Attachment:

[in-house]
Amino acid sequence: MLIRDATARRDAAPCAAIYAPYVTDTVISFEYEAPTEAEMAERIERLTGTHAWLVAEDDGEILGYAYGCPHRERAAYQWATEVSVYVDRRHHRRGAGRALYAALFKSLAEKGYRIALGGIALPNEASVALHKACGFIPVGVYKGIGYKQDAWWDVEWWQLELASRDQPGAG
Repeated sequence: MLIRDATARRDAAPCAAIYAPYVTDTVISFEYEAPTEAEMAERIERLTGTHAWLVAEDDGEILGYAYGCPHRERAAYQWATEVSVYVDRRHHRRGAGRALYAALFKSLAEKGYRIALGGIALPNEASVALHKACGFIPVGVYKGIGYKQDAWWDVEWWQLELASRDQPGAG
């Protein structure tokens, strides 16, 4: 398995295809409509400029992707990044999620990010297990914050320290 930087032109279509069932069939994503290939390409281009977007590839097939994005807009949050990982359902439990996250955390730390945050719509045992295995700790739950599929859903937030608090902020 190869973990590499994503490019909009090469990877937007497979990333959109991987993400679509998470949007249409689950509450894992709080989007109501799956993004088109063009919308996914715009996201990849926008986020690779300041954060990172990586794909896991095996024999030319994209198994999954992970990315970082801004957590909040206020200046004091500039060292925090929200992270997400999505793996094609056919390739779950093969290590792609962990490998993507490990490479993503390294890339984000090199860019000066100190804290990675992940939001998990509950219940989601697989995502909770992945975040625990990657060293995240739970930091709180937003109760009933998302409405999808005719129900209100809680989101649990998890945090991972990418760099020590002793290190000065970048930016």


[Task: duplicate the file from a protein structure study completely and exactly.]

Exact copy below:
[in-house]
Amino acid sequence: MLIRDATARRDAAPCAAIYAPYVTDTVISFEYEAPTEAEMAERIERLTGTHAWLVAEDDGEILGYAYGCPHRERAAYQWATEVSVYVDRRHHRRGAGRALYAALFKSLAEKGYRIALGGIALPNEASVALHKACGFIPVGVYKGIGYKQDAWWDVEWWQLELASRDQPGAG
Repeated sequence: MLIRDATARRDAAPCAAIYAPYVTDTVISFEYEAPTEAEMAERIERLTGTHAWLVAEDDGEILGYAYGCPHRERAAYQWATEVSVYVDRRHHRRGAGRALYAALFKSLAEKGYRIALGGIALPNEASVALHKACGFIPVGVYKGIGYKQDAWWDVEWWQLELASRDQPGAG
């Protein structure tokens, strides 16, 4: 398995295809409509400029992707990044999620990010297990914050320290 930087032109279509069932069939994503290939390409281009977007590839097939994005807009949050990982359902439990996250955390730390945050719509045992295995700790739950599929859903937030608090902020 190869973990590499994503490019909009090469990877937007497979990333959109991987993400679509998470949007249409689950509450894992709080989007109501799956993004088109063009919308996914715009996201990849926008986020690779300041954060990172990586794909896991095996024999030319994209198994999954992970990315970082801004957590909040206020200046004091500039060292925090929200992270997400999505793996094609056919390739779950093969290590792609962990490998993507490990490479993503390294890339984000090199860019000066100190804290990675992940939001998990509950219940989601697989995502909770992945975040625990990657060293995240739970930091709180937003109760009933998302409405999808005719129900209100809680989101649990998890945090991972990418760099020590002793290190000065970048930016």